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Seafarers - Are you happy in your work?

Seafarers - Are you happy in your work?
Seafarers do not go to sea for laughs. They are there to make money, or they endure the life because of their inability to find decent work in their own countries.

But when you listen to them, or read what they are saying, you have to be struck with the increasing cheerlessness of their existence in modern shipping.

This is not a moan from the past, from somebody who recalls the so-called “golden age” of seafaring, before containerisation, mega-ships and the identification of seagoing labour as a commodity. It is what contemporary seafarers are saying today, and it is really very depressing, if you believe that an industry success will depend upon its human capital and the willingness of bright and intelligent people to enter maritime-based professions.

Here is the second officer of a sophisticated offshore craft, operated by a world leader in the business, who writes in the British maritime magazine about the way in which the “social” side of seafaring has changed for the worse during his ten years at sea. “These days, the people I work with feel more like colleagues than friends”, he writes. He refers to the “self-segregation” imposed by language barriers in the multinational complements that are found at sea. These are “dry” ships with no socialising around a bar, people living as little islands of self-sufficiency, spending their off-watch periods on their various “devices” and seldom socialising. Frankly it suggests a miserable existence, in which a combination of prescriptive oversight and manpower policies has leached all the fun and laughter out of sea life.

It is a phenomenon which has been noted by people whose job it is to monitor the social fabric of the seafaring workforce. Writing in her Annual Report, Professor Helen Sampson who heads the Seafarers International Research Centre at Cardiff University quotes a chief engineer she met last year. “I am back at sea now and everything is going as usual....slow and boring”. The SIRC team are good commentators to reference about these matters – being trained social observers who make frequent trips to sea, so when she writes about the boredom and frustration experienced by modern seafarers, people ought to take notice. “For many seafarers, voyages that were once punctuated with moments of fun are frequently mundane, featureless and dull”. She writes about what is so often missing in a life triangulated by work, eating and sleeping – “the sorties ashore, barbecues by the pool, birthday parties – the pleasures of the moment”.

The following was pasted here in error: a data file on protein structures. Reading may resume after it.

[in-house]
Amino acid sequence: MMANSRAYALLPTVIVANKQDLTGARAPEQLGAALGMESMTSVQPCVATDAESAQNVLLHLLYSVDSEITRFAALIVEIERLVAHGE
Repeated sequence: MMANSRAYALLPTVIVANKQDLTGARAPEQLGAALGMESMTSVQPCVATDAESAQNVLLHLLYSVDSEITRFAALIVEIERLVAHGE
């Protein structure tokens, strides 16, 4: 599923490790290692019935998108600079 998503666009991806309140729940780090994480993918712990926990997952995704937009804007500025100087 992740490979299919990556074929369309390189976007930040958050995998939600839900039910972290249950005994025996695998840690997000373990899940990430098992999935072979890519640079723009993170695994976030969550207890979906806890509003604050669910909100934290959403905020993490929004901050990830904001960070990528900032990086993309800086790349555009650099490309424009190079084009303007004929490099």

She also points out that the changes which have removed the fun-factor from seafaring “have passed almost unremarked”. I don’t know that I would agree with her there, because it is something that is reflected fairly obviously in wastage rates, despite increases in remuneration and shortened tour lengths. If you bring up the subject with ship operators, you will not find much dissent, rather a weary resignation about the situation and the fact that “this is what is on offer and people better get used to it!” It is all that can be afforded, when ships of all kinds are under-rewarded. It is why the intensity of ship operation is such that it is; the crew just one of the assets which, to employ today’s horrible parlance, “must be sweated”.

Sea life has always been set apart from that ashore, but people who live on land don’t tend to be surrounded by people they can barely speak with, such are their language or cultural differences. The thoughtful second mate suggests that “we are missing an essential ingredient” to a normal social life. Whether we are old enough to recall the golden age of seafaring, or are rather younger, most of us would probably agree. But can anyone do anything about this dearth of the “fun factor”, which many people ashore would suggest divides the normal world of work from one of loneliness along with hard and remorseless labour.